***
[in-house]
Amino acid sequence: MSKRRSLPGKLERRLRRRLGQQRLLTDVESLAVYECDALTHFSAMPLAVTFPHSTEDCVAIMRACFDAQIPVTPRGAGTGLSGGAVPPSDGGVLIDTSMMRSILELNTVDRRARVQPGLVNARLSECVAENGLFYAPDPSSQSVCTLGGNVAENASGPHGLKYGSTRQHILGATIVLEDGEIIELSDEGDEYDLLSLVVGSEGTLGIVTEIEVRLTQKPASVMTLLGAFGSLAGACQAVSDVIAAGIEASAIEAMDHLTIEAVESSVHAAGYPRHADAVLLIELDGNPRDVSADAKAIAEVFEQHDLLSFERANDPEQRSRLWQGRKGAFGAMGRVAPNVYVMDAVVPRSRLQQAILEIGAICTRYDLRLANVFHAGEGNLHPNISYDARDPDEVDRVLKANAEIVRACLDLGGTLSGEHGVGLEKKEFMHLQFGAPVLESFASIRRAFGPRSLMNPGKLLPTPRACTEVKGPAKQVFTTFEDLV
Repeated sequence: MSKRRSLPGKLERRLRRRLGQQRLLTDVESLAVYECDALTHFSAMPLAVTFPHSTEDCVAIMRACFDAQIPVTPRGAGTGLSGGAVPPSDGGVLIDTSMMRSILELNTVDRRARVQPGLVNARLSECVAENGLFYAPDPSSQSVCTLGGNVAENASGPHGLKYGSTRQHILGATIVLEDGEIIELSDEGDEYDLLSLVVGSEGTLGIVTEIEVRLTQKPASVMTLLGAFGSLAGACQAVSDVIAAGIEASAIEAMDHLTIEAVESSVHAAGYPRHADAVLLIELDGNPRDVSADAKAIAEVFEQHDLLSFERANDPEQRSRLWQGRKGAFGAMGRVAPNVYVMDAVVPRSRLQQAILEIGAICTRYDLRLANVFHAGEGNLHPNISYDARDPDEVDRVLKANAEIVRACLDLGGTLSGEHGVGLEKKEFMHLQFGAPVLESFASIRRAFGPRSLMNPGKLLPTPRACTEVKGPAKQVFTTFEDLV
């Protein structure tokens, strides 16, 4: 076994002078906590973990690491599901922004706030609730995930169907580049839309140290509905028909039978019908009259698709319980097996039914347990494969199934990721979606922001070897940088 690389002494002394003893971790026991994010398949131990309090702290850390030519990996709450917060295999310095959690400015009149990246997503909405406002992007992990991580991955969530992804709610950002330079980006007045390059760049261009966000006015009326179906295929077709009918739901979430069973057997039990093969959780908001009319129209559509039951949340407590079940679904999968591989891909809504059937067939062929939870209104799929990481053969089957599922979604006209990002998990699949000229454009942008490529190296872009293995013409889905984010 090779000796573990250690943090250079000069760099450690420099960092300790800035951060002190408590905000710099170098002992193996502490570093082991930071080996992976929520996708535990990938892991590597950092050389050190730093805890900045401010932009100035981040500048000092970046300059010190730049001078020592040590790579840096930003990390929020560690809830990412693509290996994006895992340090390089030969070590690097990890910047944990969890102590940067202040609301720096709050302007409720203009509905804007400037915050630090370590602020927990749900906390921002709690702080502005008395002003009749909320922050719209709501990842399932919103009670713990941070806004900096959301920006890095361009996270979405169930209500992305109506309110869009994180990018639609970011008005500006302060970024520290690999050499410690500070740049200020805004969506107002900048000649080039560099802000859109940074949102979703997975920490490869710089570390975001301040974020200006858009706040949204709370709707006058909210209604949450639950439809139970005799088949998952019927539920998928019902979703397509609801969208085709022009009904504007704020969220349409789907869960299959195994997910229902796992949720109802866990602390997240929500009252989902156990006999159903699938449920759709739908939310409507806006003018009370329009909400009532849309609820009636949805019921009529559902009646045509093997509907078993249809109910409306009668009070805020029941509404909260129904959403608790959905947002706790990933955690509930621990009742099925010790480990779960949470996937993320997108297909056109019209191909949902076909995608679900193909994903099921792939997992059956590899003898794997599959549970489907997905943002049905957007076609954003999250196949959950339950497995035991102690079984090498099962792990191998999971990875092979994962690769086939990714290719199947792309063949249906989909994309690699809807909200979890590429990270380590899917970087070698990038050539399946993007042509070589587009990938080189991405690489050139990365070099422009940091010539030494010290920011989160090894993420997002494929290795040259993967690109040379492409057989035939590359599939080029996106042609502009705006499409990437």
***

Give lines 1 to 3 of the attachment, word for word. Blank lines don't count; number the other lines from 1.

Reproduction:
[in-house]
Amino acid sequence: MSKRRSLPGKLERRLRRRLGQQRLLTDVESLAVYECDALTHFSAMPLAVTFPHSTEDCVAIMRACFDAQIPVTPRGAGTGLSGGAVPPSDGGVLIDTSMMRSILELNTVDRRARVQPGLVNARLSECVAENGLFYAPDPSSQSVCTLGGNVAENASGPHGLKYGSTRQHILGATIVLEDGEIIELSDEGDEYDLLSLVVGSEGTLGIVTEIEVRLTQKPASVMTLLGAFGSLAGACQAVSDVIAAGIEASAIEAMDHLTIEAVESSVHAAGYPRHADAVLLIELDGNPRDVSADAKAIAEVFEQHDLLSFERANDPEQRSRLWQGRKGAFGAMGRVAPNVYVMDAVVPRSRLQQAILEIGAICTRYDLRLANVFHAGEGNLHPNISYDARDPDEVDRVLKANAEIVRACLDLGGTLSGEHGVGLEKKEFMHLQFGAPVLESFASIRRAFGPRSLMNPGKLLPTPRACTEVKGPAKQVFTTFEDLV
Repeated sequence: MSKRRSLPGKLERRLRRRLGQQRLLTDVESLAVYECDALTHFSAMPLAVTFPHSTEDCVAIMRACFDAQIPVTPRGAGTGLSGGAVPPSDGGVLIDTSMMRSILELNTVDRRARVQPGLVNARLSECVAENGLFYAPDPSSQSVCTLGGNVAENASGPHGLKYGSTRQHILGATIVLEDGEIIELSDEGDEYDLLSLVVGSEGTLGIVTEIEVRLTQKPASVMTLLGAFGSLAGACQAVSDVIAAGIEASAIEAMDHLTIEAVESSVHAAGYPRHADAVLLIELDGNPRDVSADAKAIAEVFEQHDLLSFERANDPEQRSRLWQGRKGAFGAMGRVAPNVYVMDAVVPRSRLQQAILEIGAICTRYDLRLANVFHAGEGNLHPNISYDARDPDEVDRVLKANAEIVRACLDLGGTLSGEHGVGLEKKEFMHLQFGAPVLESFASIRRAFGPRSLMNPGKLLPTPRACTEVKGPAKQVFTTFEDLV